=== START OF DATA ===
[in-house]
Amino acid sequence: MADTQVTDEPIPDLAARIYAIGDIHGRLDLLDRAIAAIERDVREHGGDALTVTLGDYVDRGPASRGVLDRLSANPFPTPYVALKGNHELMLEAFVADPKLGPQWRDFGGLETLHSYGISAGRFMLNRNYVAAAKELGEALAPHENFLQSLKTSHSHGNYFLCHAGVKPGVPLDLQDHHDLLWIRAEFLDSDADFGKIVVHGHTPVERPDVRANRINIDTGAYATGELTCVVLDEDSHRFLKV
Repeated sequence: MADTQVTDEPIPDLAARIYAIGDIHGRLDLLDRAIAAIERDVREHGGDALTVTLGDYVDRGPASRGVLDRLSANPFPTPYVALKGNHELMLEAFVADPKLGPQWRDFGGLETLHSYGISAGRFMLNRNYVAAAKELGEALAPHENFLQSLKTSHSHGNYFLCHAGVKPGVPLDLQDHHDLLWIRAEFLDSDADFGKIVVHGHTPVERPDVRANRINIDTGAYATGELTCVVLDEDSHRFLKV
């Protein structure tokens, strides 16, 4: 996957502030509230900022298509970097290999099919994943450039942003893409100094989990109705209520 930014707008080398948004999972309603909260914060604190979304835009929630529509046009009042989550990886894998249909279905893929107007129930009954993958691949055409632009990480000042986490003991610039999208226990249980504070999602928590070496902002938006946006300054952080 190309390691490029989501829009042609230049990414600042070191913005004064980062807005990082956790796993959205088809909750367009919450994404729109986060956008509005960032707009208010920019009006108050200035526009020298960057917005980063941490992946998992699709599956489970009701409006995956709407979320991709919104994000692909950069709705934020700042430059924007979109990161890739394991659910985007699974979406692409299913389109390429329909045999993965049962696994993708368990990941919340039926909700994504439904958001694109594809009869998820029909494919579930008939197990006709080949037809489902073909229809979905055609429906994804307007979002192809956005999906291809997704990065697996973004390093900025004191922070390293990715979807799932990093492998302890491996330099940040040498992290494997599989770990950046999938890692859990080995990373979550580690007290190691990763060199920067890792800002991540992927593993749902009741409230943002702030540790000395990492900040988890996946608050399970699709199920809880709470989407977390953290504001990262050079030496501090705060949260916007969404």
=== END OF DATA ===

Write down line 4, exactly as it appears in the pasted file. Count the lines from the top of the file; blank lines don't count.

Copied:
């Protein structure tokens, strides 16, 4: 996957502030509230900022298509970097290999099919994943450039942003893409100094989990109705209520 930014707008080398948004999972309603909260914060604190979304835009929630529509046009009042989550990886894998249909279905893929107007129930009954993958691949055409632009990480000042986490003991610039999208226990249980504070999602928590070496902002938006946006300054952080 190309390691490029989501829009042609230049990414600042070191913005004064980062807005990082956790796993959205088809909750367009919450994404729109986060956008509005960032707009208010920019009006108050200035526009020298960057917005980063941490992946998992699709599956489970009701409006995956709407979320991709919104994000692909950069709705934020700042430059924007979109990161890739394991659910985007699974979406692409299913389109390429329909045999993965049962696994993708368990990941919340039926909700994504439904958001694109594809009869998820029909494919579930008939197990006709080949037809489902073909229809979905055609429906994804307007979002192809956005999906291809997704990065697996973004390093900025004191922070390293990715979807799932990093492998302890491996330099940040040498992290494997599989770990950046999938890692859990080995990373979550580690007290190691990763060199920067890792800002991540992927593993749902009741409230943002702030540790000395990492900040988890996946608050399970699709199920809880709470989407977390953290504001990262050079030496501090705060949260916007969404």